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Life, death and baseball in Cuba

Life, death and baseball in Cuba

It almost always happens that upon trying to establish the paternity of any sport, opinions differ, and baseball is not immune to this. It is clear, however, that modern baseball developed in the United States and that the first official modern baseball game was played in New York in 1846. It is most probable then that Cubans first knew about the game thanks to the geographical proximity of both countries. Proof of this is an enactment, which prohibited “playing with a ball in the streets or any other public spaces as it can break the street lamps,” issued in Matanzas Province as early as 1847.

Twenty-one years later, on October 1, 1868, the Spanish Captain General in the Island issued a decree abolishing the practice of baseball in the national territory, for being an “anti-Spanish game conducive to uprisings, which is contrary to our language and fosters a lack of love for Spain.”

Despite the prohibition, Cubans continued to play baseball in Havana and Matanzas, although clandestinely, under the famous adage that “laws are accepted but not obeyed,” which was pretty much the feeling of the Cuban people against the Spanish rule. The Captain General was not entirely misguided, for a few of those Cuban baseball pioneers conspired and fought against Spain.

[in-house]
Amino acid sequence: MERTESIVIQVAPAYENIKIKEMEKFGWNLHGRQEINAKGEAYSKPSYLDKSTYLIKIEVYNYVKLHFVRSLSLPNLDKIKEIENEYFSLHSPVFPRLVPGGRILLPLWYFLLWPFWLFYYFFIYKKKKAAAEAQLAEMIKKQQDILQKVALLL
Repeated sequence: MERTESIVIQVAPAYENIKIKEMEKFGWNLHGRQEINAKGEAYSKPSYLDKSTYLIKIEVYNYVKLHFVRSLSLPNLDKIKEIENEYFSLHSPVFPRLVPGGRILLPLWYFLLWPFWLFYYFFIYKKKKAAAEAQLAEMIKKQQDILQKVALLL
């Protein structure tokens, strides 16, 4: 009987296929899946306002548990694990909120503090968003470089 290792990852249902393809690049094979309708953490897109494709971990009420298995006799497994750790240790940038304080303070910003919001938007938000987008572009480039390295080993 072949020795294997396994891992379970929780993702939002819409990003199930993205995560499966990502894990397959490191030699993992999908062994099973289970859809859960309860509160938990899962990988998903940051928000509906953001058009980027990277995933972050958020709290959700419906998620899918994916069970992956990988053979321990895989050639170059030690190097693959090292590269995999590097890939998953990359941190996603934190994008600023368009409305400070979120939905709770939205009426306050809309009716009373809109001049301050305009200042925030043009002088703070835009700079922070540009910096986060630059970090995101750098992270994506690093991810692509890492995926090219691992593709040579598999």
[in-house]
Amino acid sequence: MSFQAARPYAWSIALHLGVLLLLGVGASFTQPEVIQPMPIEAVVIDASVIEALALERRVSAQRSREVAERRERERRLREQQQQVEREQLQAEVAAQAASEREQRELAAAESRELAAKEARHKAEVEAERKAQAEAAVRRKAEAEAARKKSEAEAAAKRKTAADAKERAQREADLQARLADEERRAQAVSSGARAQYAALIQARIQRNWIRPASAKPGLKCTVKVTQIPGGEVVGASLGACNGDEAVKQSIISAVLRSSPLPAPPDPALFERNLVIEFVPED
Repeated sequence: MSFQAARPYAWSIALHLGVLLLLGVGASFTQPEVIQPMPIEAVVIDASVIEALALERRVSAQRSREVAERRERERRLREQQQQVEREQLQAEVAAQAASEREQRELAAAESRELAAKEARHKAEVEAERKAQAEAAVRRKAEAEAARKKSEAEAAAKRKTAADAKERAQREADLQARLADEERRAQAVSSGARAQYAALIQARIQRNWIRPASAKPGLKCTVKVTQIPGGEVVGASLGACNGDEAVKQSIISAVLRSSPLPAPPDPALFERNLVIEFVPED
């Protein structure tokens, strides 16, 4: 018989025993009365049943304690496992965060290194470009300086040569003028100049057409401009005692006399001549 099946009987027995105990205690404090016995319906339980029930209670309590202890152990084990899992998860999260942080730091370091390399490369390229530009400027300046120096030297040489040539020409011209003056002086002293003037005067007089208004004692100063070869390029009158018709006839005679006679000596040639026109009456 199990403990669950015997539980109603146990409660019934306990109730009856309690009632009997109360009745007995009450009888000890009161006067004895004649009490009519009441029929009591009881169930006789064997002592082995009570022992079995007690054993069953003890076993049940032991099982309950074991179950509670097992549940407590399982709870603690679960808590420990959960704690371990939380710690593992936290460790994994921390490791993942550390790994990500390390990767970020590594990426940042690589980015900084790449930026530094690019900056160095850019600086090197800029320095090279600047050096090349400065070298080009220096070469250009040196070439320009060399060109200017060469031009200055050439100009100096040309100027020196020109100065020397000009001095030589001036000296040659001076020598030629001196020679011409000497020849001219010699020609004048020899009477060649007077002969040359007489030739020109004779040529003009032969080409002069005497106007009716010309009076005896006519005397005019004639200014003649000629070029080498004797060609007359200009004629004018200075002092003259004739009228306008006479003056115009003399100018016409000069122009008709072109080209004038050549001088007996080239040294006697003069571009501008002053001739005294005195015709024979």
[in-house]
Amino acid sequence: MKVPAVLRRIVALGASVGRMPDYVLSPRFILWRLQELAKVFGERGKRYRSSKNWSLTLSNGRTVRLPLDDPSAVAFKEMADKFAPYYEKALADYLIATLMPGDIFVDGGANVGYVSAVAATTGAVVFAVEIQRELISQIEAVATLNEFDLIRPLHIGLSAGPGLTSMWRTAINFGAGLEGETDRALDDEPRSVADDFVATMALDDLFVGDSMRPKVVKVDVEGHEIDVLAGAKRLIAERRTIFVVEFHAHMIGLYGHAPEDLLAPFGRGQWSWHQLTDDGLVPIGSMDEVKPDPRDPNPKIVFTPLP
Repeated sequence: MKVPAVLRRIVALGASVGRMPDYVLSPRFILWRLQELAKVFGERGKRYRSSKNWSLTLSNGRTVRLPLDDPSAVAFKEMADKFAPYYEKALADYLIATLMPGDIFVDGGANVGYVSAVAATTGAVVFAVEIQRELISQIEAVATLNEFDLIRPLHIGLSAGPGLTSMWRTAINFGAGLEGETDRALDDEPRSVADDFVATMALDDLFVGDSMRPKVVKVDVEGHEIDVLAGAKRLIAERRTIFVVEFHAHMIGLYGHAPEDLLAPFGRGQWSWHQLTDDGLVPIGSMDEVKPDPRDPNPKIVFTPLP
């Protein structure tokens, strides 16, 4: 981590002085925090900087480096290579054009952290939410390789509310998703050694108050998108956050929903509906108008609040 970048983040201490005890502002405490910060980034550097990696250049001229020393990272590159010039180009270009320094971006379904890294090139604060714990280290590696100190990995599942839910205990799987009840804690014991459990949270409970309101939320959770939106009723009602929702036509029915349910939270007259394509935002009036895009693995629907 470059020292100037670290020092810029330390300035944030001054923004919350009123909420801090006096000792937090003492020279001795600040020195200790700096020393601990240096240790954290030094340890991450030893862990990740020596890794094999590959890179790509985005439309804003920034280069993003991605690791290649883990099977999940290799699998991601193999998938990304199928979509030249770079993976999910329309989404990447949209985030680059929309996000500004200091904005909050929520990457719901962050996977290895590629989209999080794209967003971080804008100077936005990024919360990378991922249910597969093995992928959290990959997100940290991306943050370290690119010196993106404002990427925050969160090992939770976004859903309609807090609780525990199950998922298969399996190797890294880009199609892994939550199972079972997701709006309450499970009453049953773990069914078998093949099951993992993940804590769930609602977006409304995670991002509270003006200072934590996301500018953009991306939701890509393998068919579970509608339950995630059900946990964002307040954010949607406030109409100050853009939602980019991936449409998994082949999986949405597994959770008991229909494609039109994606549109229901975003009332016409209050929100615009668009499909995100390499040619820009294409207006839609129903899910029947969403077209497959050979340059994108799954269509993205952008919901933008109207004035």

Cubans had to wait six years to play its first official game in Palmar de Junco, Matanzas Province, on December 27, 1874, and four more years, almost to the day, to hold the first Cuban Baseball Championship, which began on December 29, 1878 on what is now the intersection of Línea Street and Avenída de los Presidentes.

As to its origin, most scholars believe that baseball evolved from a variety of similar games that have been played with a stick and a ball for centuries. When Christopher Columbus landed in Cuba in 1492, he found that the Indians played a game they called batos, which was played with a stick, like a bat, and a ball made of tree resin that was hit, much like the modern game.

After the triumph of the Revolution in 1959, professional sport was fully eradicated. Since then, Cuban amateur teams have shown their quality in numberless championships. Cuba has won many important victories in baseball, and has had its share of losses, too.

A special tribute has to be paid to Cuban baseball fans who every year fill the stadiums throughout the country to cheer on their favorite teams, and discuss and share their opinions publicly with whoever wants to listen. A lot of water has flowed under the bridge since the first official game in the island, but baseball remains as popular and strong as ever. September 2012

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